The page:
How to maximize your plant-based foods products in branding, packaging and marketing.
With more people turning to food for health and wellness, it’s no surprise that plant-based foods are becoming increasingly in demand. Tired of quick fixes that don’t last, a growing portion of consumers are embracing diet and lifestyle changes in a movement toward eating “food as medicine.” What we put into our bodies directly affects our health and wellbeing, and plant-based foods can play a vital role in that. In this article, I’ll walk you through the basics of plant-based foods, how you can integrate this messaging into a food package and brand, why it’s important, and what it all means to your audience. I’ve got you covered! Read on to find out.
What exactly is a plant-based food?
First things first: let’s define what is a plant-based food. Put simply, plant-based foods contain only ingredients that are derived from plants. This includes fruits, vegetables, nuts, legumes, grains, beans, and oils. If your food product otherwise contains additives, preservatives, or any ancillary or trace ingredients, you’ll want to verify that they are plant-based if considering such a claim on your food packaging.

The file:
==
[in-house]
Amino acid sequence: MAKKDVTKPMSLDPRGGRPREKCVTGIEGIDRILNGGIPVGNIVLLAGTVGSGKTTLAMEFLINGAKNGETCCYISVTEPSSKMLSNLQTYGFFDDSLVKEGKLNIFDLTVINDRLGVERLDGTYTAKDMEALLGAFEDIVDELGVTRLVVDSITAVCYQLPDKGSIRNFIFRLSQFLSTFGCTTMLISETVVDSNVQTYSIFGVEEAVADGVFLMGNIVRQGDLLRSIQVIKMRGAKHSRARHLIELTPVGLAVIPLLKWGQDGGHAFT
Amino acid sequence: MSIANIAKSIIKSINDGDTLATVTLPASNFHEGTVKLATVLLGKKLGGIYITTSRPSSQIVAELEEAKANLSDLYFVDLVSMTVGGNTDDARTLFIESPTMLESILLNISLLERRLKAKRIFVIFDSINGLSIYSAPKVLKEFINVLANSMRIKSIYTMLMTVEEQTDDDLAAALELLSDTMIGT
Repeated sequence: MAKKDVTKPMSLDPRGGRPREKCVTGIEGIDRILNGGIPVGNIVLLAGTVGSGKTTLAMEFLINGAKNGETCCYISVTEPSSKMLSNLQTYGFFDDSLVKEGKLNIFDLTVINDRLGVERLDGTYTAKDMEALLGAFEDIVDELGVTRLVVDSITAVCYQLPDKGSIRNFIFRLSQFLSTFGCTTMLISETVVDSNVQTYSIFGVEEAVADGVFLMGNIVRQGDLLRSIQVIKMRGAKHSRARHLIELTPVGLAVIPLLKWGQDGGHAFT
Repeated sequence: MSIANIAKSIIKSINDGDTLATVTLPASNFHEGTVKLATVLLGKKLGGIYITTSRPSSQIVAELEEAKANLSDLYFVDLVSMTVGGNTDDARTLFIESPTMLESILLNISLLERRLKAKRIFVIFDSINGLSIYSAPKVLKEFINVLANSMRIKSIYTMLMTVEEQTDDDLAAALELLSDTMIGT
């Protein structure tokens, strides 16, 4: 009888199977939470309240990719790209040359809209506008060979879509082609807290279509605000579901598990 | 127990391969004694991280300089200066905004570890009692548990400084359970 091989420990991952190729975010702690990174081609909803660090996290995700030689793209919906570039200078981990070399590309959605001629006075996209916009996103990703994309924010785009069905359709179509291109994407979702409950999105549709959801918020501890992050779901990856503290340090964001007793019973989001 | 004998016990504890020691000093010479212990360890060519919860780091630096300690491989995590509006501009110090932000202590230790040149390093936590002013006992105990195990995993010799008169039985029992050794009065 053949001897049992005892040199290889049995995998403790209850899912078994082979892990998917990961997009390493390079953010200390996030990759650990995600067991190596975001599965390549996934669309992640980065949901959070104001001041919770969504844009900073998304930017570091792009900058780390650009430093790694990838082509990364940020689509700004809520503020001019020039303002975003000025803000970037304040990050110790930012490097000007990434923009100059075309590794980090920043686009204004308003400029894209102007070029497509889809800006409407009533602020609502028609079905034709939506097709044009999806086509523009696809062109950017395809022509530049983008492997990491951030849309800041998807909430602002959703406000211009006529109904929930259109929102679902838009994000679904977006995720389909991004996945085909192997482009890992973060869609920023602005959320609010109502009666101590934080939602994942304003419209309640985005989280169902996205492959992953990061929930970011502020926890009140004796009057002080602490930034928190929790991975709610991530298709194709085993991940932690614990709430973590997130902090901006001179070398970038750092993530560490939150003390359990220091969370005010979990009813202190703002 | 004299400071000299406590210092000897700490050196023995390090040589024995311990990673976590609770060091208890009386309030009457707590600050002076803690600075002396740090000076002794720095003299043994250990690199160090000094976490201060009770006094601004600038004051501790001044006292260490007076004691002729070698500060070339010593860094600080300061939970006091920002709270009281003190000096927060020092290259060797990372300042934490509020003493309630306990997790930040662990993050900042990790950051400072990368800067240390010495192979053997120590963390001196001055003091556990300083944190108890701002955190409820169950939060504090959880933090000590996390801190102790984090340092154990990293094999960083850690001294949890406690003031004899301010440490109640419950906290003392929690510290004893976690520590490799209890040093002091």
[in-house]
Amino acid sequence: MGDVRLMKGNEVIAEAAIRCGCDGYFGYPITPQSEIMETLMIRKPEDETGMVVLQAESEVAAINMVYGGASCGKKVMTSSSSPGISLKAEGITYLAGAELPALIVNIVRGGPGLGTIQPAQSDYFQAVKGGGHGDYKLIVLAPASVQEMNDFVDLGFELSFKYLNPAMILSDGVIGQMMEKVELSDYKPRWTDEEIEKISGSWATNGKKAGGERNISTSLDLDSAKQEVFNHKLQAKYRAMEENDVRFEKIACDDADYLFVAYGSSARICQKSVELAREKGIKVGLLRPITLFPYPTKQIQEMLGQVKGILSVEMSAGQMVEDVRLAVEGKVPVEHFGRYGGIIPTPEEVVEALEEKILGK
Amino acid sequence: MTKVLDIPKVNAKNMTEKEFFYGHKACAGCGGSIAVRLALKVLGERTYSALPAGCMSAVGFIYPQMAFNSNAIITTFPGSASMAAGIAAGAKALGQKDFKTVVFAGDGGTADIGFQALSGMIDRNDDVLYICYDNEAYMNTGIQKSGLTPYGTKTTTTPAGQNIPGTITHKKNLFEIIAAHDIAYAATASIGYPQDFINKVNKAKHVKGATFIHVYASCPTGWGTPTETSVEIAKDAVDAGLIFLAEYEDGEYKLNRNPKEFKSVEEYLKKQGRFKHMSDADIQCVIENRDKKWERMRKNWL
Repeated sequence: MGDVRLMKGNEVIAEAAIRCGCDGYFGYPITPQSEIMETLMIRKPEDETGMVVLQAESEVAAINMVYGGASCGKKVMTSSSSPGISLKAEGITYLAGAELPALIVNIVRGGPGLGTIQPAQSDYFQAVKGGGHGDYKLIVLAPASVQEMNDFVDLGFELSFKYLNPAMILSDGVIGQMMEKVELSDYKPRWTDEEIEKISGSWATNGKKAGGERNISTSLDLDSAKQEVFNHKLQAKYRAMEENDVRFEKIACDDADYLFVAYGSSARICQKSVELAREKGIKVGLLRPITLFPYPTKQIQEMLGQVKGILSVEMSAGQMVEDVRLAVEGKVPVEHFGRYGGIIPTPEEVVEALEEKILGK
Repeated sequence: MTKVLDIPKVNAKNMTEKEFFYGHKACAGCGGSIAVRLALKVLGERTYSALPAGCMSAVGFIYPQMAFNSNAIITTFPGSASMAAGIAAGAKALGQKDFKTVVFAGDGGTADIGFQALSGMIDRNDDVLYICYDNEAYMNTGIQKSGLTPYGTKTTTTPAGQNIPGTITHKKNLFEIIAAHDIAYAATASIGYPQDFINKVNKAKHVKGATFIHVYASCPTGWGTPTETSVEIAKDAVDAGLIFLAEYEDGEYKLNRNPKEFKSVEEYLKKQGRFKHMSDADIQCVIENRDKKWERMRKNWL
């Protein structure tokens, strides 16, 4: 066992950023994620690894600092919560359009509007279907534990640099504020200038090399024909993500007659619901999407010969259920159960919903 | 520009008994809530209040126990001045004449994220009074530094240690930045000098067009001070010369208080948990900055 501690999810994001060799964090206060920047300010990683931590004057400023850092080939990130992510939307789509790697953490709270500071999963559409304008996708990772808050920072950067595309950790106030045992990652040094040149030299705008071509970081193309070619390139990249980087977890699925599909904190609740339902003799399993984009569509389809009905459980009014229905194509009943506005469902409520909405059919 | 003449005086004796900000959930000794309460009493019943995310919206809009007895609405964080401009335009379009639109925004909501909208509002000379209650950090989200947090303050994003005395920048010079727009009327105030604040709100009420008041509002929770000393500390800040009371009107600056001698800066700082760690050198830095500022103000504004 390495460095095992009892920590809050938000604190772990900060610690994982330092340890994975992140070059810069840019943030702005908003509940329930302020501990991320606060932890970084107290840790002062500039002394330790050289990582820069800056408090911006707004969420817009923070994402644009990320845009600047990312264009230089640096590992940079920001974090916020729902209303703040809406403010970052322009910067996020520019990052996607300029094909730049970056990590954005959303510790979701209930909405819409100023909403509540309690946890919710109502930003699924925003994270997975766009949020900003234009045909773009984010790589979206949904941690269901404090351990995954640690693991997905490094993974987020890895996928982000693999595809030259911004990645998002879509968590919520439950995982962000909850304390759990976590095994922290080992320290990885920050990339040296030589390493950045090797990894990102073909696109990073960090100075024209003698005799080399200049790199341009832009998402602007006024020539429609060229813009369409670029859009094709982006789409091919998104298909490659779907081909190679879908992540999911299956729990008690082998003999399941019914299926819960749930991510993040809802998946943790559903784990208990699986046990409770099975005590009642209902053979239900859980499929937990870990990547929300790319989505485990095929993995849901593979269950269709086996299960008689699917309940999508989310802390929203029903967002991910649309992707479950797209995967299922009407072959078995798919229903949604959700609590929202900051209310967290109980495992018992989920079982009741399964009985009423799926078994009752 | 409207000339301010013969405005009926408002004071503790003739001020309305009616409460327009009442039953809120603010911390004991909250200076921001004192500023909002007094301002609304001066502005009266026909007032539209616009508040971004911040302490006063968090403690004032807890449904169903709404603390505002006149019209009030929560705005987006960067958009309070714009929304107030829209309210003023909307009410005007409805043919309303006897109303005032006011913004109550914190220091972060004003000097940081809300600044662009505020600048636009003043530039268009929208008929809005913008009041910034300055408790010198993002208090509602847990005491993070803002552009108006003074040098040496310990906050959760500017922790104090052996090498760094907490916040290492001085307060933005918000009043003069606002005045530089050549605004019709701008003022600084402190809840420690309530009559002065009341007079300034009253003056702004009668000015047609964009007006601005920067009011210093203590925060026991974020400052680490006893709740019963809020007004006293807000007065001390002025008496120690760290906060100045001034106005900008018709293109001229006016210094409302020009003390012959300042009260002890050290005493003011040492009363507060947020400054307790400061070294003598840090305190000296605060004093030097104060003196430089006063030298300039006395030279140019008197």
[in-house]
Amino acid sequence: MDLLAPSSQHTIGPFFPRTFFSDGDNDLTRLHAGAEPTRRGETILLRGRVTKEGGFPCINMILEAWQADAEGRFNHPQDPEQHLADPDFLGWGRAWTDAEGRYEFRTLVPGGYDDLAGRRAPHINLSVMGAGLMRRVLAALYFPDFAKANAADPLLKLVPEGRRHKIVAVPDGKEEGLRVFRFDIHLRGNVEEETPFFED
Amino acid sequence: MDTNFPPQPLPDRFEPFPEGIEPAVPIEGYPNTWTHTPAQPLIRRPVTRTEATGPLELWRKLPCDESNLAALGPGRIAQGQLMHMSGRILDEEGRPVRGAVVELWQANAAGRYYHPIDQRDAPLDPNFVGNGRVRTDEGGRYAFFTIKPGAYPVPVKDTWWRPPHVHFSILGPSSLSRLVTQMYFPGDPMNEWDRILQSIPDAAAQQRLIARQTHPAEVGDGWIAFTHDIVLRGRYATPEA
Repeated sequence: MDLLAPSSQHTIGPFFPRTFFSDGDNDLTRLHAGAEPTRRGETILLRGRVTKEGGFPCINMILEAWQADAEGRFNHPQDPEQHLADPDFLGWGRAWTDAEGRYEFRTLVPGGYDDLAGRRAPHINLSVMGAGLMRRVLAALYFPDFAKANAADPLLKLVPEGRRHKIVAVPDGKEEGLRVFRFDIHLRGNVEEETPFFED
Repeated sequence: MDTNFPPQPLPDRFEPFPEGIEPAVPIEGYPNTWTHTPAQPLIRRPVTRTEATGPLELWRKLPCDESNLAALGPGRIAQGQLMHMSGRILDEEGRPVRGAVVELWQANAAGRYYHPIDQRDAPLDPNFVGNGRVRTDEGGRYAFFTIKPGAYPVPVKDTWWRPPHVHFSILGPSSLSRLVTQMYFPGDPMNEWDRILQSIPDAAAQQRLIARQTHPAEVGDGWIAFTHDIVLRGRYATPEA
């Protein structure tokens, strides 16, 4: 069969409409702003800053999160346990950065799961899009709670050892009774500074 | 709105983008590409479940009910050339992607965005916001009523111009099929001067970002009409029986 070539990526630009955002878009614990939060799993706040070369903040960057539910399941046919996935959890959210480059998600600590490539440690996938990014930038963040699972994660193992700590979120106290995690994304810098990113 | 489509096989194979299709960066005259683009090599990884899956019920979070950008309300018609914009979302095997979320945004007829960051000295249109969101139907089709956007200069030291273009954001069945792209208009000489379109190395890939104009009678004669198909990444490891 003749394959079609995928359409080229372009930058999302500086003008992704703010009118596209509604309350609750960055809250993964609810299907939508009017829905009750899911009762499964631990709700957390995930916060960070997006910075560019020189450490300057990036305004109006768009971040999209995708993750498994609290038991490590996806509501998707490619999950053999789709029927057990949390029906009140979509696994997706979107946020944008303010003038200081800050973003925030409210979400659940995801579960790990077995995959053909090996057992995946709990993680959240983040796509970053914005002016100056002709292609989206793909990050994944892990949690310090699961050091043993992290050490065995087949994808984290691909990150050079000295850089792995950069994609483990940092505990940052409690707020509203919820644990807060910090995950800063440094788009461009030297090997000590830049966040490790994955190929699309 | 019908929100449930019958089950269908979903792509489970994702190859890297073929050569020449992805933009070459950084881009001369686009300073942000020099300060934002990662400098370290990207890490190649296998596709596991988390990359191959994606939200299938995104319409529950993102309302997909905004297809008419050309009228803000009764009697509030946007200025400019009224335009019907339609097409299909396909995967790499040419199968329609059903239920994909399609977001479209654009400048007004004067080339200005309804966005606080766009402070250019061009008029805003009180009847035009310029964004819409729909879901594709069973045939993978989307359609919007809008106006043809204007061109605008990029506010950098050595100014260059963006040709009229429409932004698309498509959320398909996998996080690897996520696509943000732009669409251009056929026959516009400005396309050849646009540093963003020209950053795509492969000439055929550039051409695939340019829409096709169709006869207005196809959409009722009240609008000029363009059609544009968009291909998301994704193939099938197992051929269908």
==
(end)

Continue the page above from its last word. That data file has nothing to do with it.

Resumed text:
What foods are not plant based? If a food contains meat, poultry, dairy, fish, eggs, or any derivatives of those items—in any amount—then the food is not plant-based.
Does my food product qualify to be plant-based?
If your food product is derived entirely from plant-based sources, then it should qualify for plant-based labeling. You’ll want to have your nutrition analyst and legal advisor verify that the food qualifies for this claim, as with any other nutrition content claim you want to make on packaging.
This Sauce Goddess line we designed is entirely plant-based yet is marketed to carnivores and vegans alike—and anyone in between!
Does a food product have to be certified to say it’s plant-based?